Asia Briefing: Tesco to pay €412m to join forces with retail giant
Tesco will pay HK$4.33 billion (€412 million) to buy 20 per cent of a venture with the state-run China Resources. The venture will combine Tesco’s unprofitable China business, comprising 134 outlets and shopping mall businesses in China, with the almost 3,000 stores owned by the Chinese supermarket and convenience store operator in China and Hong Kong. The joint venture will operate hypermarkets, supermarkets, convenience stores, cash-and-carry businesses and liquor stores in China.
China Resources, the Hong Kong listed retail and beer conglomerate, will hold 80 per cent of the venture, and Tesco will take 20 per cent, according to a filing with the Hong Kong stock exchange. In August, China Resources said it may partner with Tesco to bid for ParknShop, Hong Kong’s biggest grocery chain.
Foreign retailers such as Tesco, France’s Carrefour and US outfit Walmart have been eager to get access to China’s retail market, as the country has opened up in the 12 years since it joined the World Trade Organisation. Total supermarket sales last year were 1.8 trillion yuan (€220 million), a 10 per cent increase on the previous year, according to Euromonitor data.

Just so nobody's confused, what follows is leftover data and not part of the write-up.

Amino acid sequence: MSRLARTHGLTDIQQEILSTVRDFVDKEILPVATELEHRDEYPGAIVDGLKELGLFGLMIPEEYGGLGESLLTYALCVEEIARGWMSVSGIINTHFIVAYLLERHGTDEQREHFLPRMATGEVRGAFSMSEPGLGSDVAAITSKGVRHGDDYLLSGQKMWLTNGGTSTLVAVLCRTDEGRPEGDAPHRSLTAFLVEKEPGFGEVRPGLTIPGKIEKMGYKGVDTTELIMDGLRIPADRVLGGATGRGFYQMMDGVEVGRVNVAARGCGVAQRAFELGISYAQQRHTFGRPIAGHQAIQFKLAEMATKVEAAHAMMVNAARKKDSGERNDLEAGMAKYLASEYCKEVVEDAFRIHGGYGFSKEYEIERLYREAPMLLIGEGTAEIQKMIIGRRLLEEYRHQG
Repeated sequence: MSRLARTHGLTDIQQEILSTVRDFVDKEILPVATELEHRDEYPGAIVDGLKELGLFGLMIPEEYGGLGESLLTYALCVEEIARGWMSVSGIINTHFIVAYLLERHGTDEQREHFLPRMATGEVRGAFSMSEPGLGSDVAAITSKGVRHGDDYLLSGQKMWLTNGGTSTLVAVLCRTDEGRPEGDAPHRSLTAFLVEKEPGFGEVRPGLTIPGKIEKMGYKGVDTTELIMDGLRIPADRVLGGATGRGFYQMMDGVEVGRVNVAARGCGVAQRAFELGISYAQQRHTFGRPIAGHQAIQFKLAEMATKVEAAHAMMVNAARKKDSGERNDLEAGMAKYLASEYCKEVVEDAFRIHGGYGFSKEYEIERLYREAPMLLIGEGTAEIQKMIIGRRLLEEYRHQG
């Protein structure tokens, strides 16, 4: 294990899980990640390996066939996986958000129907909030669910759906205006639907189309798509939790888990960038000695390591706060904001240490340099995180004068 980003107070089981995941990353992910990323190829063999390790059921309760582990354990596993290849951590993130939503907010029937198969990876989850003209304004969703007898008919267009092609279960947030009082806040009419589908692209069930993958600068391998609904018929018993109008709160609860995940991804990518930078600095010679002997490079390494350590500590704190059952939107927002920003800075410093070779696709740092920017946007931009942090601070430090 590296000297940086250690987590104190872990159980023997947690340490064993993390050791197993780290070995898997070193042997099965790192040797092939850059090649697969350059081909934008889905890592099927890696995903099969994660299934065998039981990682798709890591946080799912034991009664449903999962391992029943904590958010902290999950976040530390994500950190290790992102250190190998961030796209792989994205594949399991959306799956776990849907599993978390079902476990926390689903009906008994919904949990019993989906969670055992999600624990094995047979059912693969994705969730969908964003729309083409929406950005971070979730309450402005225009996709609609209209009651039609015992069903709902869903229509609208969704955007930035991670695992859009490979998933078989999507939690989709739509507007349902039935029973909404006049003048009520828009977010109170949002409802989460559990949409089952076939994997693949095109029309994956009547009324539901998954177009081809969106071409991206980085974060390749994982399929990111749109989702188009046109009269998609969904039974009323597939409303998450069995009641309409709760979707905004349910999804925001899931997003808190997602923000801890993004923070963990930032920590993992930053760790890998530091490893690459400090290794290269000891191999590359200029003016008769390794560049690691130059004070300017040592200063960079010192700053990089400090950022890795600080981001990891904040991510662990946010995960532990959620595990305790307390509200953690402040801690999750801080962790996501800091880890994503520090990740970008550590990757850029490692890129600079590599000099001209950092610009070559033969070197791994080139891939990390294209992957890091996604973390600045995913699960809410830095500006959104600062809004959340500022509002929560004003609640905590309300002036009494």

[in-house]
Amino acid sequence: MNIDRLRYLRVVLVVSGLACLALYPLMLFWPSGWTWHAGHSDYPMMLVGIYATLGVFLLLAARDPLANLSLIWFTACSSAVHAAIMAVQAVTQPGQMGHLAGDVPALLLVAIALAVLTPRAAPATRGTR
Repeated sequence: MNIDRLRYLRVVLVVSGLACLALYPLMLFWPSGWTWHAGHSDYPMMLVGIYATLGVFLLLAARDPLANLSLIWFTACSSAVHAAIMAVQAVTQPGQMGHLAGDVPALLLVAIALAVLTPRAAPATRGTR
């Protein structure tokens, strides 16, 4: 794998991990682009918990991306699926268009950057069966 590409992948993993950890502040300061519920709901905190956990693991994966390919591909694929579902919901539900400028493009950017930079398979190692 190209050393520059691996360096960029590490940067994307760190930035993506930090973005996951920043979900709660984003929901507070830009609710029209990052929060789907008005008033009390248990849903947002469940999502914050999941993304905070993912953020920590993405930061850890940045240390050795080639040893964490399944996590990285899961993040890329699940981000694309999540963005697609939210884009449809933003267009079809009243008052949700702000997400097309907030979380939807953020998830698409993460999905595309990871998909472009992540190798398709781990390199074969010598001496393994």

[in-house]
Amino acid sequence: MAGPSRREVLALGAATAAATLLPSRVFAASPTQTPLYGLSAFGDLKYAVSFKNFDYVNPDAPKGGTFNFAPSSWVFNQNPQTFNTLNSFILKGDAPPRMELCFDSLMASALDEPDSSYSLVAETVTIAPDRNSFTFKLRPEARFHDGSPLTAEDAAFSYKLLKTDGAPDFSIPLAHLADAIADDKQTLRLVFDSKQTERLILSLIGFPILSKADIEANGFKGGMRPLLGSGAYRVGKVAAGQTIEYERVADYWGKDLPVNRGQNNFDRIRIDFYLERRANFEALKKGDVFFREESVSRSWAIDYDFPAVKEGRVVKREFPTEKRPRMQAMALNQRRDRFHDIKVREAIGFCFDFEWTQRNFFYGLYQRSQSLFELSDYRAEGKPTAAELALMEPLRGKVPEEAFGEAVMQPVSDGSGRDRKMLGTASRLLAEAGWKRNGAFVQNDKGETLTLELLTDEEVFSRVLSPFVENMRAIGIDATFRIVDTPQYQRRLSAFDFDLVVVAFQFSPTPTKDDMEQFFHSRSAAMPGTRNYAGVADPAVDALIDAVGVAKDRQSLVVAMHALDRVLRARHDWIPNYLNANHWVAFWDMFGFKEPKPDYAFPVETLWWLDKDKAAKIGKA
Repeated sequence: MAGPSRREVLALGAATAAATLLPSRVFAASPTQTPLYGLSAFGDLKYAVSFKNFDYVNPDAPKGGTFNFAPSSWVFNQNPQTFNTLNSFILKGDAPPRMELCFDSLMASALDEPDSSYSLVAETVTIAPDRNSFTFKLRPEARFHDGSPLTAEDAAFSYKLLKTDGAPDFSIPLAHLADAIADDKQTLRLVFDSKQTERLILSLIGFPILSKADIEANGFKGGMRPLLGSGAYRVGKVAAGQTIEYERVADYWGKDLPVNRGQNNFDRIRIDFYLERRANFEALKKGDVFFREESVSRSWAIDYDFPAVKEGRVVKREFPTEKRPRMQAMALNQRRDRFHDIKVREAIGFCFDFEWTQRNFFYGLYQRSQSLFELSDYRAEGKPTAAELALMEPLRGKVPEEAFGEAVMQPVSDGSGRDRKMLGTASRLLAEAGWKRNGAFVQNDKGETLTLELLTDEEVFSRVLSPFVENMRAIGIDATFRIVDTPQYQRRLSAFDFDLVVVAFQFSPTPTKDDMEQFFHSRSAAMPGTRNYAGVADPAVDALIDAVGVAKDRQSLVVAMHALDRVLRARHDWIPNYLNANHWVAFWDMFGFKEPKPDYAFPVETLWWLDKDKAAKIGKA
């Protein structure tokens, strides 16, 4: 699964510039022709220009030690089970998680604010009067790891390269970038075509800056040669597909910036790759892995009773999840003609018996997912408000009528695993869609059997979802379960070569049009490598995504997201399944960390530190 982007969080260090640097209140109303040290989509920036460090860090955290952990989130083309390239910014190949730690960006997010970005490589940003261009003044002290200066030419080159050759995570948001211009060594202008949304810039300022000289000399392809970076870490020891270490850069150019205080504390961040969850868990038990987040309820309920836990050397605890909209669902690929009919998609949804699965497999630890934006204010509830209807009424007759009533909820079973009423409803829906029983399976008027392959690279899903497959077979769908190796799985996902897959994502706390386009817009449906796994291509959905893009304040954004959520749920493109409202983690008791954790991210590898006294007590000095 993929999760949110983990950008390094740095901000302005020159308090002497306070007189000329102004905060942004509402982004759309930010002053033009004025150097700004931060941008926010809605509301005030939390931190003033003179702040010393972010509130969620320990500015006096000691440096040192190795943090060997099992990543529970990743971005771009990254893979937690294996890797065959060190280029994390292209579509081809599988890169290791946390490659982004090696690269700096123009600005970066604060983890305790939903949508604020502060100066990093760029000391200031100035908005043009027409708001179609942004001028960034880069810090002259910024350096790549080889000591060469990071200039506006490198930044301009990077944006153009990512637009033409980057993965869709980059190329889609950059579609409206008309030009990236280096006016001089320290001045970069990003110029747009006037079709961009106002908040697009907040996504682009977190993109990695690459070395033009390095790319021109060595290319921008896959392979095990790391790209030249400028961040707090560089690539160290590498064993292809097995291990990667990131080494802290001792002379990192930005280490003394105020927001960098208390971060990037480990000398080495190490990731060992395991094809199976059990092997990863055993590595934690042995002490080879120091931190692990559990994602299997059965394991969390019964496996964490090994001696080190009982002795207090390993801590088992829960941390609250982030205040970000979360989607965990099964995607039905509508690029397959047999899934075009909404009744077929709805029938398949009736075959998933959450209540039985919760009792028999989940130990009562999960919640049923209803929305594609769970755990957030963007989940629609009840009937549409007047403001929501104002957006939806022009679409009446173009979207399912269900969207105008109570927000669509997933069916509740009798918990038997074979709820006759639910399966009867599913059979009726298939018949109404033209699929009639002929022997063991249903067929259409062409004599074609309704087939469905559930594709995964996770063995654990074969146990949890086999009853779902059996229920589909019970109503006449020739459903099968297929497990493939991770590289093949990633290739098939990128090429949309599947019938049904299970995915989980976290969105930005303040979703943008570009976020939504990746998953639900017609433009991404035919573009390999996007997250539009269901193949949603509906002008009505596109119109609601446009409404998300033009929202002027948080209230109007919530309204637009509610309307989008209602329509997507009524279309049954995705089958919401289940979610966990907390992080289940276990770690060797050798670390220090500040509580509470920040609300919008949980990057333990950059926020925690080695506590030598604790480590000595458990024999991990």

“Through this deal we have a strong platform in one of the world’s most exciting markets, and it will move us more quickly to profitability in China,” Tesco chief executive Philip Clarke said in a statement. Tesco recently sold its US businesses.
Tesco started to sell goods in China in 2004 and generated €1.6 billion worth of sales in the country in its last fiscal year.
Tesco’s chief financial officer Laurie McIlwee said that any retail business that starts in China, that’s either acquired or developed, will be part of the joint venture.
“The acquisition, if there was an acquisition, will be financed through the debt of the business because the two businesses will be brought together both cash- and debt-free so there is huge debt capacity in the combined joint venture,” he said.
Tesco is ranked fourth-biggest overseas grocery retailer in China, after Auchan, Walmart and Carrefour, but it makes significant losses there. It lost nearly €280 million in the year to the end of February and last year scaled back its China business to help it build a profitable business.